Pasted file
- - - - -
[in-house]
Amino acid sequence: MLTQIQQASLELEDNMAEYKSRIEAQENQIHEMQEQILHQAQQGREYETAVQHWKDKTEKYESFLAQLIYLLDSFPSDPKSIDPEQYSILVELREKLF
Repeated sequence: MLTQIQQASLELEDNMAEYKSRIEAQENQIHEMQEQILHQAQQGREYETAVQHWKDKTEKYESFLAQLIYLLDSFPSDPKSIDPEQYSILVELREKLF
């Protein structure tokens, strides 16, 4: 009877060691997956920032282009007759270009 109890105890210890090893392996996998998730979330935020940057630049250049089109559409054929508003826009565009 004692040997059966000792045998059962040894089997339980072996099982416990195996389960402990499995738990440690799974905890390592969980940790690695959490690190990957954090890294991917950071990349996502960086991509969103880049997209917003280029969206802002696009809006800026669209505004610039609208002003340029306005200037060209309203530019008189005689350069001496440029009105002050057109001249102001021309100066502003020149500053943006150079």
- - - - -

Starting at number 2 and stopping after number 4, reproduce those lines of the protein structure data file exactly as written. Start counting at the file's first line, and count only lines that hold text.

Amino acid sequence: MLTQIQQASLELEDNMAEYKSRIEAQENQIHEMQEQILHQAQQGREYETAVQHWKDKTEKYESFLAQLIYLLDSFPSDPKSIDPEQYSILVELREKLF
Repeated sequence: MLTQIQQASLELEDNMAEYKSRIEAQENQIHEMQEQILHQAQQGREYETAVQHWKDKTEKYESFLAQLIYLLDSFPSDPKSIDPEQYSILVELREKLF
């Protein structure tokens, strides 16, 4: 009877060691997956920032282009007759270009 109890105890210890090893392996996998998730979330935020940057630049250049089109559409054929508003826009565009 004692040997059966000792045998059962040894089997339980072996099982416990195996389960402990499995738990440690799974905890390592969980940790690695959490690190990957954090890294991917950071990349996502960086991509969103880049997209917003280029969206802002696009809006800026669209505004610039609208002003340029306005200037060209309203530019008189005689350069001496440029009105002050057109001249102001021309100066502003020149500053943006150079």